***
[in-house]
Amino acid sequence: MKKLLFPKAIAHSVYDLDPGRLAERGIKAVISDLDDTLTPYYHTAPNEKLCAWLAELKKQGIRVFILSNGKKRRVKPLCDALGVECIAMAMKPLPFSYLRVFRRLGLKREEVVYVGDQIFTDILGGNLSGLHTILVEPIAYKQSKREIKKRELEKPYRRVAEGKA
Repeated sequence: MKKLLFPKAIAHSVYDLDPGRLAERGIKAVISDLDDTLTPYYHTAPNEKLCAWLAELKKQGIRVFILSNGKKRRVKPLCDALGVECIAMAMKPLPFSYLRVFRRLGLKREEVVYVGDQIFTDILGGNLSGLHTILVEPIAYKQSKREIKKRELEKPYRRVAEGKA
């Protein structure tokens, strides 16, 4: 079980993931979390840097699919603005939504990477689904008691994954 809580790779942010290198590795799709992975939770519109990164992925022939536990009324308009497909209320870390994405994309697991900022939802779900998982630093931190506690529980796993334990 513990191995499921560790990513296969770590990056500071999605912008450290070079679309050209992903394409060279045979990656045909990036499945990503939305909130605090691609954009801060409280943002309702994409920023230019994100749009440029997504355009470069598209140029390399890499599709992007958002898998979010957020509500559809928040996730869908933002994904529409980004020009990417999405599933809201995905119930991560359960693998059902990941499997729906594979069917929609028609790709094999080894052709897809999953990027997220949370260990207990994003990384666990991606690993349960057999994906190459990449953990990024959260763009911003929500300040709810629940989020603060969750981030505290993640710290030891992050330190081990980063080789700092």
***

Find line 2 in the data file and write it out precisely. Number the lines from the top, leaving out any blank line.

Amino acid sequence: MKKLLFPKAIAHSVYDLDPGRLAERGIKAVISDLDDTLTPYYHTAPNEKLCAWLAELKKQGIRVFILSNGKKRRVKPLCDALGVECIAMAMKPLPFSYLRVFRRLGLKREEVVYVGDQIFTDILGGNLSGLHTILVEPIAYKQSKREIKKRELEKPYRRVAEGKA